Christ, by His obedience and death, fully discharged the debt of all who are justified. Christ was given by the Father for them, and in their place He endured the penalty of sin, making full satisfaction to God's justice by the blood of His cross.8 Their justification is of free grace only.9 This is in order that both the exact justice and the rich grace of God might be glorified in the justification of sinners.10

     God decreed from all eternity to justify all the elect,11 and Christ died in the fullness of time for their sins and rose again for their justification.12 Nevertheless, the elect are not justified personally until the Holy Spirit in due time actually applies Christ's work to them.13

     God continues to forgive the sins of those that are justified.14 In this way they can never fall from the state of justification.15 They may, however, fall under God's fatherly displeasure for their acts of sin.16 In that condition, the light of His countenance is not usually restored to them until they humble themselves, confess their sins, beg His pardon, and renew their faith and repentance.17

     The justification of believers under the Old Covenant was in all these respects like that of believers under the New Covenant,18 the difference being that Old Covenant believers did not have full assurance because their consciences were not fully cleared.

References: 1Romans 3:24; 8:30; 2Romans 4:5-8; Ephesians 1:7; 31 Corinthians 1:30, 31; Romans 5:17-19; 4Philippians 3:8, 9; Ephesians 2:8-10; 5John 1:12; Romans 5:17; 6Romans 3:28; 7Galatians 5:6; James 2:17, 22, 26; 8Hebrews 10:14; 1 Peter 1:18-19; Isaiah 53:5,6; 9Romans 8:32; 2 Corinthians 5:21; 10Romans 3:26; Ephesians 1:6, 7; 2:7; 11Galatians 3:8; 1 Peter 1:2; 1 Timothy 2:6; 12; Romans 4:25; 12Romans 4:25; 13; Colossians 1:21, 22; Titus 3:4-7; 14Matthew 6:12; 1 John 1:7, 9; 15John 10:28; 16Psalm 89:31-33; 17Psalm 32:5; Psalm 51:1-19; Matthew 26:75; 18Galatians 3:9; Romans 4:22-24; Hebrews 9:9, 14; 10:2, 22.

Chapter 12 - Adoption

     God has condescended to grant to all who are justified, for the sake of His only Son, Jesus Christ, the grace of adoption.1 By this grant they become the children of God, enjoying all the liberties and privileges accorded to them.2 They are given His name.3 They receive the spirit of adoption,4 giving them access to the throne of grace with boldness to cry, "Abba, Father."5 They are pitied,6 protected,7 provided for,8 and chastened by the Father.9 They are never cast off10 but are sealed unto the day of redemption,11 when they will inherit the promises as heirs of everlasting salvation.12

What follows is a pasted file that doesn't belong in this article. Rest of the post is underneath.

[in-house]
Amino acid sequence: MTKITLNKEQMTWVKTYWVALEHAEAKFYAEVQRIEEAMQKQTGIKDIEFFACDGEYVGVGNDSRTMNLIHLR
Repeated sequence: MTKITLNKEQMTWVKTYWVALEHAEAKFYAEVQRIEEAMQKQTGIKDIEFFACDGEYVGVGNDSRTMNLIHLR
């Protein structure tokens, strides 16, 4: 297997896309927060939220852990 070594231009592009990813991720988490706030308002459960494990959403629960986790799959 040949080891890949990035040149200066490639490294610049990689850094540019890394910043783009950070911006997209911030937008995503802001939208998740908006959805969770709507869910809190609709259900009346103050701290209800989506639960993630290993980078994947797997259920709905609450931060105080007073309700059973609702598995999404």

References: 1Ephesians 1:5; Galatians 4:4, 5; 2John 1:12; Romans 8:17; 32 Corinthians 6:18; Revelation 3:12; 4Romans 8:15; 5Galatians 4:6; Ephesians 2:18; 6Psalm 103:13; 7Proverbs 14:26; 81 Peter 5:7; 9Hebrews 12:6; 10Isaiah 54:8, 9; Lamentations 3:31; 11Ephesians 4:30; 12Hebrews 1:14; 6:12.

Chapter 13 - Sanctification

     Those who are united to Christ, effectually called and regenerated, having a new heart and a new spirit created in them by virtue of Christ's death and resurrection, are also sanctified1 by His Word and Spirit dwelling in them.2 The rule of the body of sin is destroyed,3 and its lusts are continually weakened and mortified.4 At the same time the believers are quickened and strengthened in all the saving graces.5 This enables them to practice true holiness, without which no man shall see the Lord.6

     Sanctification acts on the whole person7 who is yet imperfect in this life because of remaining corruption,8 which is the source of continual and irreconcilable war. The flesh lusts against the Spirit and the Spirit against the flesh.9

     Although the remaining corruption for a time may prevail,10 through the continual supply of strength from the sanctifying Spirit of Christ, the regenerate will eventually overcome11 and grow in grace, perfecting holiness in the fear of God. Through sanctification believers press after heavenly life in evangelical obedience to all the commands of Christ as Head and King that His Word prescribes.12